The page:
BEHAVIOUR/TEMPERAMENT: The Yakutian Laika is bold, agile, contact, friendly, sociable and temperamental dog
 
HEAD: It has a shape of a moderately pointed wedge, proportional to the size of the dog.
 
CRANIAL REGION:
Skull: moderately broad, slightly rounded, with a high forehead.
Cheek-bones: moderately defined.
Stop: The transition from forehead to muzzle: well defined.
 
FACIAL REGION:
Nose: tip of the nose is large, with wide nostrils, of black or brown color.
Muzzle: Well filled under the eyes, wedge-shaped, gradually tapering towards the tip of the nose.
Lips: lean and tight, well pigmented.
Jaws/teeth: teeth are large, white, preferably in a complete set (42 teeth according to the dental formula). Scissors or even bite. It’s acceptable that 3 year old dog could obtain a tight undershot bite.
Eyes: straight and broad, but not deep, almond-shaped.
Eye color is dark brown, blue, and also the eyes of different colors (one brown and one blue) or the presence of blue segments of the brown iris.
Eyelids are ever lean, tight-fitting of the color matching the color of the nose tip. Discolored eyelids are allowed against a white background.
Ears: of triangular shape, set high, wide at the base, thick, erect or tipped. Ears are covered with thick, short hair. When running, ears are laid back.
 
NECK: fairly long, muscular, medium-set.
 
BODY: strong, muscular, with rounded ribs.
Top line: Straight and strong, slightly sloped from moderately defined withers to the base of the tail.
Back: strong, broad, straight, muscular.
Loin: short, broad, muscular.
Croup: broad, muscular, long, rounded, almost horizontal.
Chest: broad, fairly long, moderately deep, rounded in cross-section.
 
TAIL: set high, curled up into semi circle and leaned on the back, covered with a thick fluffy hair.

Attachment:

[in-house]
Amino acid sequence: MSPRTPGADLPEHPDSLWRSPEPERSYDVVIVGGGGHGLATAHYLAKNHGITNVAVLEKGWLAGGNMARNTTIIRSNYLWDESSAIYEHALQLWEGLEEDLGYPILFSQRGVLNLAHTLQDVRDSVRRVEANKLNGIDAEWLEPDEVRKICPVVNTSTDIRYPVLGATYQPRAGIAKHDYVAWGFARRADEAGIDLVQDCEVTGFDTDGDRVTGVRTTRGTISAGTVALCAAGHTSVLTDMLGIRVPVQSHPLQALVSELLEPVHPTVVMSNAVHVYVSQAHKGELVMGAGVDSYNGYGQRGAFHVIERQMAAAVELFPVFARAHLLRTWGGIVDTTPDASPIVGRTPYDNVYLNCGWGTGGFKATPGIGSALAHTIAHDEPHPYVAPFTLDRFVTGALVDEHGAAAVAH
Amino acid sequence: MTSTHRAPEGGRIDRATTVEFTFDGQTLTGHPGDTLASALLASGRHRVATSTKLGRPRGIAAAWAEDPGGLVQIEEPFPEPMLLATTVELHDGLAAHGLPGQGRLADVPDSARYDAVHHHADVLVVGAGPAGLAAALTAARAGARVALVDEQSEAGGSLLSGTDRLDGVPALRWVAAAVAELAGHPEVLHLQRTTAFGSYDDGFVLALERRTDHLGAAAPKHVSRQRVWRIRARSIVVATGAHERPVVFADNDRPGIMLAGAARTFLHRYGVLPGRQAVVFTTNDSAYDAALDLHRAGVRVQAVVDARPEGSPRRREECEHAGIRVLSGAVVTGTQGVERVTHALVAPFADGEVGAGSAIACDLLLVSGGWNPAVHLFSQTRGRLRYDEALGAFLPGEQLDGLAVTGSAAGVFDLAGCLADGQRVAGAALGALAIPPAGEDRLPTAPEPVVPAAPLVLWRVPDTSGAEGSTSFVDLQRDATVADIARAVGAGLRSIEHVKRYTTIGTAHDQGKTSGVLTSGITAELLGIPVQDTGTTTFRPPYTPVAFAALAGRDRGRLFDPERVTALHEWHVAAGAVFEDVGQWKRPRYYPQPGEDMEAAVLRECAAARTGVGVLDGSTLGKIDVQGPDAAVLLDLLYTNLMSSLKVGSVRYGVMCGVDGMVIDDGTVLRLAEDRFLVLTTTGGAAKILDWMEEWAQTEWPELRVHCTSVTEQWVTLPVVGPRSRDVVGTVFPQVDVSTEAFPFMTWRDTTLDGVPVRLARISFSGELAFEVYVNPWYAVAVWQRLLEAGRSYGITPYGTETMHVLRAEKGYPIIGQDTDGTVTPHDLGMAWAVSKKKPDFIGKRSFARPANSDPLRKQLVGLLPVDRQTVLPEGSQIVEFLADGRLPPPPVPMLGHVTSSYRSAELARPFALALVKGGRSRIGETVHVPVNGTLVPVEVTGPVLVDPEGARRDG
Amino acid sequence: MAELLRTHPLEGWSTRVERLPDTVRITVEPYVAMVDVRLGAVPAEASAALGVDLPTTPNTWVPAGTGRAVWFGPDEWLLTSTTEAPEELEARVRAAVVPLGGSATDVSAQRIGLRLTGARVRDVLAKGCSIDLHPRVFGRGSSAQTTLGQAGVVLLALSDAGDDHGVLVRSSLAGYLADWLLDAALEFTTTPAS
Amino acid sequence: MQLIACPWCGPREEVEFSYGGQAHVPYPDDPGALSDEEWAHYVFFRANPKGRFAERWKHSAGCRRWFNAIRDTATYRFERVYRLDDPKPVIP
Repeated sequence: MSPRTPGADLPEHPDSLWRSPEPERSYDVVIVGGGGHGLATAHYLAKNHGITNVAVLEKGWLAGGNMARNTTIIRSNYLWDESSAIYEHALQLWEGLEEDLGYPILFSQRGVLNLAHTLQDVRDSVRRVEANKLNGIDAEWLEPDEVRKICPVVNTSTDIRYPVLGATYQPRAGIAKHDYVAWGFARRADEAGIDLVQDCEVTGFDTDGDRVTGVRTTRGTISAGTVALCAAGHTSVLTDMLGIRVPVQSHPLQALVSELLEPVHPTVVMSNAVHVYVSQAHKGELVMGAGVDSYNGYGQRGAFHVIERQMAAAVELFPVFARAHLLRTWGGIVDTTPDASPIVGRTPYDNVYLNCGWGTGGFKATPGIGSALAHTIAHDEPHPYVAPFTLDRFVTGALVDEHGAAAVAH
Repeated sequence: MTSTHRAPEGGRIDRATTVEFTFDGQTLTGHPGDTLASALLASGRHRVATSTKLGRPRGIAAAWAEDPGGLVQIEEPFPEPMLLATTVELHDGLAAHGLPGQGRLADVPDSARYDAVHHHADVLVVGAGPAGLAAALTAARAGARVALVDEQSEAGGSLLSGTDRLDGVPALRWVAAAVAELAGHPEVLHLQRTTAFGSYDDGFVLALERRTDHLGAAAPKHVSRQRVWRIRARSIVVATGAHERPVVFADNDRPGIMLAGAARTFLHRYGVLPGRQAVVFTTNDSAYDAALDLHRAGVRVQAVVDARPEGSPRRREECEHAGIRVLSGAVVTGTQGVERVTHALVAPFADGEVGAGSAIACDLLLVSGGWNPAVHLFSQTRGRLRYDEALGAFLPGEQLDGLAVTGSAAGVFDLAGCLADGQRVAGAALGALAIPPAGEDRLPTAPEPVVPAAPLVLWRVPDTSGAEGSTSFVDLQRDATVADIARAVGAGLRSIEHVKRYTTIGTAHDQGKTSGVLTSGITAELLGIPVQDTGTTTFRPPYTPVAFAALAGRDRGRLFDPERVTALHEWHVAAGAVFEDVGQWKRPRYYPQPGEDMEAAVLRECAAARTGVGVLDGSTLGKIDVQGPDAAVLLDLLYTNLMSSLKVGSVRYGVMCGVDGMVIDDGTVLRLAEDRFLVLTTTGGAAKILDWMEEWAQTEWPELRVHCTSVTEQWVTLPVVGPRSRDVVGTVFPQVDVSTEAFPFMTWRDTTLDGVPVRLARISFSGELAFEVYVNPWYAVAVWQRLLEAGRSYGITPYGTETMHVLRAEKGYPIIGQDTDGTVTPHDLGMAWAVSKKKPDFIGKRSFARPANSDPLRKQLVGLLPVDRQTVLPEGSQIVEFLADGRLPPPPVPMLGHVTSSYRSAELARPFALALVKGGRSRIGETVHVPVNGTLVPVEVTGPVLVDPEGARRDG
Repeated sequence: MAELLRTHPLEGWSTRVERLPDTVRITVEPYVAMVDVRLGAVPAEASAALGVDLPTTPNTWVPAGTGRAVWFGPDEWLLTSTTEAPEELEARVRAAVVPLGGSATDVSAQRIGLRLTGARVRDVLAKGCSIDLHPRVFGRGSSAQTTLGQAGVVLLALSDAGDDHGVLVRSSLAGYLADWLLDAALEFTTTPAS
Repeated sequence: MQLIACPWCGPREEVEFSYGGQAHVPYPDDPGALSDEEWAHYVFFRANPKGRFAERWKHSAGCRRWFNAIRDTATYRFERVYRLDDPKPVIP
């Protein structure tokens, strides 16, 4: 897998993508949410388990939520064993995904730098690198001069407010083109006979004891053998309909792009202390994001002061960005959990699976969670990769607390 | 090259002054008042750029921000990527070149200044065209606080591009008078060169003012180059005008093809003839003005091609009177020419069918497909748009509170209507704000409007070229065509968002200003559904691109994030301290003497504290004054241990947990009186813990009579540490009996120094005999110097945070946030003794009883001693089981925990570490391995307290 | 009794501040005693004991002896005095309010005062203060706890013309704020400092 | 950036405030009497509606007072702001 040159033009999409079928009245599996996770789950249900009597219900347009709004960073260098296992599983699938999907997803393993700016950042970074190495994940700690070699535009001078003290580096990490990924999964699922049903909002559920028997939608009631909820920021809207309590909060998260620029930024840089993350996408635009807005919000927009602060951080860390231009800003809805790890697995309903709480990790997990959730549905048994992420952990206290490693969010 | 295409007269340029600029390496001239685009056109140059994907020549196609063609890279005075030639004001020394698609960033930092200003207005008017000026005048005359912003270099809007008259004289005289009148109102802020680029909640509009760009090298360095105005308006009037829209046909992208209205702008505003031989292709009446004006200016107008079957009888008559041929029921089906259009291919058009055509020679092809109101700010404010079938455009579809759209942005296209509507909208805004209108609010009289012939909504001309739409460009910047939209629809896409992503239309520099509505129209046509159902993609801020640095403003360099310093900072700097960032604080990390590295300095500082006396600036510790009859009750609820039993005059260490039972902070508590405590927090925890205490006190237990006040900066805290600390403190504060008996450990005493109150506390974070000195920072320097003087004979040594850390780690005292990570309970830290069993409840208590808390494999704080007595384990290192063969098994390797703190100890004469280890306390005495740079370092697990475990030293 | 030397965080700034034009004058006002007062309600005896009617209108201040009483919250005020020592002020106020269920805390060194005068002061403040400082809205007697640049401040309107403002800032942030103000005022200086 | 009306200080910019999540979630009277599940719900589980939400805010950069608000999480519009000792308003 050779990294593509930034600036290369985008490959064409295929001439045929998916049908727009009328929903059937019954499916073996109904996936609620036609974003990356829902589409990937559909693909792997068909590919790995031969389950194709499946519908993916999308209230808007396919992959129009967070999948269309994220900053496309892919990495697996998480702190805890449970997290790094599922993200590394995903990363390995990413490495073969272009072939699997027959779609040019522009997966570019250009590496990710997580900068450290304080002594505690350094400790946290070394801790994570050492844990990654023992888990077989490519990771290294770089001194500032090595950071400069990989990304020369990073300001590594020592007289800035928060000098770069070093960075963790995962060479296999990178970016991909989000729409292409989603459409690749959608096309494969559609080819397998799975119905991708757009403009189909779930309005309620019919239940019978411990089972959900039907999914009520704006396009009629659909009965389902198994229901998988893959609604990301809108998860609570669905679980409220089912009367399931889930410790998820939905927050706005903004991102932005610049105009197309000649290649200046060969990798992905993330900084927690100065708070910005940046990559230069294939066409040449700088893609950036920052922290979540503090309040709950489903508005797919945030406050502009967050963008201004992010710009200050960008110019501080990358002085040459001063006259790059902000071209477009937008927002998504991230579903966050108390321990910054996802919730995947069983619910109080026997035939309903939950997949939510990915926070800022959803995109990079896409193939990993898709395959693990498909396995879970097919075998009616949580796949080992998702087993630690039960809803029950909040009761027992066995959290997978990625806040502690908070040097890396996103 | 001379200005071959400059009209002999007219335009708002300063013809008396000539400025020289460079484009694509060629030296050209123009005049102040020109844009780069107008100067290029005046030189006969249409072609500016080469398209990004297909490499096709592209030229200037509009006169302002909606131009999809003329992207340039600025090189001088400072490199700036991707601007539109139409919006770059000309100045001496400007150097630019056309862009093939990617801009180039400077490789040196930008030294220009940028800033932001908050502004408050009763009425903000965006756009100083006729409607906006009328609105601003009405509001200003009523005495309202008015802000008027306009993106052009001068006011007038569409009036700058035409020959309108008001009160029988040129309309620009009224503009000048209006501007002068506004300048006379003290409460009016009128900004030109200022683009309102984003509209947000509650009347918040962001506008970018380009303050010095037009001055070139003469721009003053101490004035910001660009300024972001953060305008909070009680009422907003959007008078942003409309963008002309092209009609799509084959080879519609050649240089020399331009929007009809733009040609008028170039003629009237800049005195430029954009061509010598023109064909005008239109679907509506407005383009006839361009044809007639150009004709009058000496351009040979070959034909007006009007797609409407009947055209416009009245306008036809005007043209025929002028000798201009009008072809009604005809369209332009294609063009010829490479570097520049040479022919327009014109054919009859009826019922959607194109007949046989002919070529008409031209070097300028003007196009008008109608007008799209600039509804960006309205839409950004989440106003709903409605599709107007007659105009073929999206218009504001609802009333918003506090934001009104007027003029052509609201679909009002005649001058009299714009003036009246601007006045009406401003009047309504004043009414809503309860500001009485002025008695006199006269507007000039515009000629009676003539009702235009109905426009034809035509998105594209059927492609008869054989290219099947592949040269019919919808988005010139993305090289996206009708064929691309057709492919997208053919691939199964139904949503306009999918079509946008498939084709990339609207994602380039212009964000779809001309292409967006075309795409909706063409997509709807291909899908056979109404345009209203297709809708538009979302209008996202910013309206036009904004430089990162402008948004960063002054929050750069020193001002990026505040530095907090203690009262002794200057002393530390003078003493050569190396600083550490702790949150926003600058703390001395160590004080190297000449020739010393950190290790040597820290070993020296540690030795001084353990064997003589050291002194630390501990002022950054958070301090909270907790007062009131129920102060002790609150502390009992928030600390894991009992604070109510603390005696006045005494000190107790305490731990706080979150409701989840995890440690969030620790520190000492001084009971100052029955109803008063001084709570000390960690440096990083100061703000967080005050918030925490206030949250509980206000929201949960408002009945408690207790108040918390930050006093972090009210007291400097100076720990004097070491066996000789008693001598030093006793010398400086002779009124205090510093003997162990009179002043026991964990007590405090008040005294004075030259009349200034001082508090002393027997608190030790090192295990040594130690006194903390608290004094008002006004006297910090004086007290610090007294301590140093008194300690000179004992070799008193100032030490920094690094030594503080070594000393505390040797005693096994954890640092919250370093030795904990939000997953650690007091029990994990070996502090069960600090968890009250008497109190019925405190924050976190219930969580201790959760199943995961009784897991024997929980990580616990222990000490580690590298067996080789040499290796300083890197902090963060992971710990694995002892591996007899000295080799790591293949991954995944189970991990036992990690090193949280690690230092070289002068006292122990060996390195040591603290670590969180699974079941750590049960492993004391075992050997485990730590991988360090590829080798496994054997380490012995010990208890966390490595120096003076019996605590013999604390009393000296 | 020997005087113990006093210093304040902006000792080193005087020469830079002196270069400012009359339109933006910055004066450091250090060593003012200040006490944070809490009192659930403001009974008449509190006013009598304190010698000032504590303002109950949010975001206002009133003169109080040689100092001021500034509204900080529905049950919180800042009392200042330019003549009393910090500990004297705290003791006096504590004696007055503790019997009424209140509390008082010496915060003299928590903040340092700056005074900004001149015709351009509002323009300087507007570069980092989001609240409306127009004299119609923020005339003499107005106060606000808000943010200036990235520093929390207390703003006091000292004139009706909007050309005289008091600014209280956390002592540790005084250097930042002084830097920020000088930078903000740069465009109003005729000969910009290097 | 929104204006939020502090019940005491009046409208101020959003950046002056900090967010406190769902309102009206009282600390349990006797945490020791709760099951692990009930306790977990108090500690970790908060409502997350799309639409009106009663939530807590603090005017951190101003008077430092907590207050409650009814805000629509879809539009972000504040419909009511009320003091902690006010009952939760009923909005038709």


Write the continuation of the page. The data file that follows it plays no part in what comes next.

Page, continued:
LIMBS: strong, muscular, straight, set in parallel.
Forequarters: straight, parallel, strong, very muscular.
Blades: obliquely set, of moderate length.
Shoulders: muscular, obliquely set, of moderate length.
Elbows: close tightly to the chest, directed backward.
Pastern: short, strong, almost horizontally set.
 
HINDQUARTERS: with robust bone and well muscled. When viewed from the rear -straight and parallel.
Thighs: broad and muscular.
Knee joints: well defined.
Legs: of medium length, strong. The angles of hocks are well defined.
Hocks: strong vertical.
Feet (front and rear): arched, tightly gathered with very hard pads, thick hair (brush) between his fingers. Rare paws are slightly bigger than the front ones.
 
GAIT/MOVEMENT: fast, elastic. Characteristic gaits are brisk trot and gallop.
 
COAT:  thick, shiny, straight, coarse to the touch, of medium length, with very well-developed dense undercoat. On the neck forms mane, especially pronounced in males, on the rear side of the fore and hind quarters there are thick feathers and small fur suspension on the tip of the tail. Hair is shorter on the head and front sides of the legs.
 
COLOR: White and any mixed (two or three color).
 
SIZE AND WEIGHT:
males - desirable height is 55-59 cm,  optimal height is 56 cm.
Females - desirable height is 53-57 cm, - optimal height is 55 cm.
 
FAULTS: Any aberration from the above points should be considered a fault and the seriousness with which this fault is regarded should be proportional to its degree and its affection of the health of the dog and its ability to perform the work traditional for the breed.
 
SEVERE FAULTS:
  • a strong deviation from the described  type of constitution, short legs;
  • square format;
  • flat, small, or barrel chest;
  • poorly balanced, sluggish movement;
  • wavy, soft, too short hair with a poorly developed undercoat.
 
DISQUALIFING FAULTS:
  • aggressive or overly shy;
  • constitutional disproportion;
  • males of a feminine type;
  • overshot or split undershot bites, wry jaw;
  • total depigmentation of the nose, eyelids and lips;
  • any monochrome color other than white.
  • short hair;
  • any behavioural or constitutional aberration, affecting the health of the dog and its ability to perform  the work, traditional for the breed.
 
N.B: males should have two normally developed testicles fully descended into the scrotum.